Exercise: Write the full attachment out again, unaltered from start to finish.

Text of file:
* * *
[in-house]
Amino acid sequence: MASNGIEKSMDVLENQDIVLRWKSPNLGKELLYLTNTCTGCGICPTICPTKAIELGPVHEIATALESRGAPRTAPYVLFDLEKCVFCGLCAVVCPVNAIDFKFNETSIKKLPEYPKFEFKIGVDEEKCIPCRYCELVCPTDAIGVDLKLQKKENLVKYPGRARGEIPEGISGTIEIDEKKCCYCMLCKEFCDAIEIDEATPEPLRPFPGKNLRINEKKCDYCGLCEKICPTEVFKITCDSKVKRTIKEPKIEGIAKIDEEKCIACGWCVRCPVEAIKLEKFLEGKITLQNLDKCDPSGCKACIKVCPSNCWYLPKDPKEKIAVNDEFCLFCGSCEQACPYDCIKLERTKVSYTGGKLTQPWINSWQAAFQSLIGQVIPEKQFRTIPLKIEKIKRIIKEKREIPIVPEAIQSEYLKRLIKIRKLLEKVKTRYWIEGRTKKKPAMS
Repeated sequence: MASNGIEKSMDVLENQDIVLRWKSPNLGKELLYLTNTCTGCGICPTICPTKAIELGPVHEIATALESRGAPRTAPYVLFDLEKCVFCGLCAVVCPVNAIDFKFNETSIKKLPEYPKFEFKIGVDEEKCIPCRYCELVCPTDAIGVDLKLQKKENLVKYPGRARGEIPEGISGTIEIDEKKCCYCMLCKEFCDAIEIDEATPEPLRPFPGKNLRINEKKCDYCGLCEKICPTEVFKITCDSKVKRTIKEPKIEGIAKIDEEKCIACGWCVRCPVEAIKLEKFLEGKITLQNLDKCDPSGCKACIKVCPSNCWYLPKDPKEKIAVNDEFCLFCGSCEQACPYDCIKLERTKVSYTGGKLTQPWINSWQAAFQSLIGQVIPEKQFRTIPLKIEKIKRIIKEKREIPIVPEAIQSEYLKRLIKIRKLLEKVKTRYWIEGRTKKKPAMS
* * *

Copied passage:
[in-house]
Amino acid sequence: MASNGIEKSMDVLENQDIVLRWKSPNLGKELLYLTNTCTGCGICPTICPTKAIELGPVHEIATALESRGAPRTAPYVLFDLEKCVFCGLCAVVCPVNAIDFKFNETSIKKLPEYPKFEFKIGVDEEKCIPCRYCELVCPTDAIGVDLKLQKKENLVKYPGRARGEIPEGISGTIEIDEKKCCYCMLCKEFCDAIEIDEATPEPLRPFPGKNLRINEKKCDYCGLCEKICPTEVFKITCDSKVKRTIKEPKIEGIAKIDEEKCIACGWCVRCPVEAIKLEKFLEGKITLQNLDKCDPSGCKACIKVCPSNCWYLPKDPKEKIAVNDEFCLFCGSCEQACPYDCIKLERTKVSYTGGKLTQPWINSWQAAFQSLIGQVIPEKQFRTIPLKIEKIKRIIKEKREIPIVPEAIQSEYLKRLIKIRKLLEKVKTRYWIEGRTKKKPAMS
Repeated sequence: MASNGIEKSMDVLENQDIVLRWKSPNLGKELLYLTNTCTGCGICPTICPTKAIELGPVHEIATALESRGAPRTAPYVLFDLEKCVFCGLCAVVCPVNAIDFKFNETSIKKLPEYPKFEFKIGVDEEKCIPCRYCELVCPTDAIGVDLKLQKKENLVKYPGRARGEIPEGISGTIEIDEKKCCYCMLCKEFCDAIEIDEATPEPLRPFPGKNLRINEKKCDYCGLCEKICPTEVFKITCDSKVKRTIKEPKIEGIAKIDEEKCIACGWCVRCPVEAIKLEKFLEGKITLQNLDKCDPSGCKACIKVCPSNCWYLPKDPKEKIAVNDEFCLFCGSCEQACPYDCIKLERTKVSYTGGKLTQPWINSWQAAFQSLIGQVIPEKQFRTIPLKIEKIKRIIKEKREIPIVPEAIQSEYLKRLIKIRKLLEKVKTRYWIEGRTKKKPAMS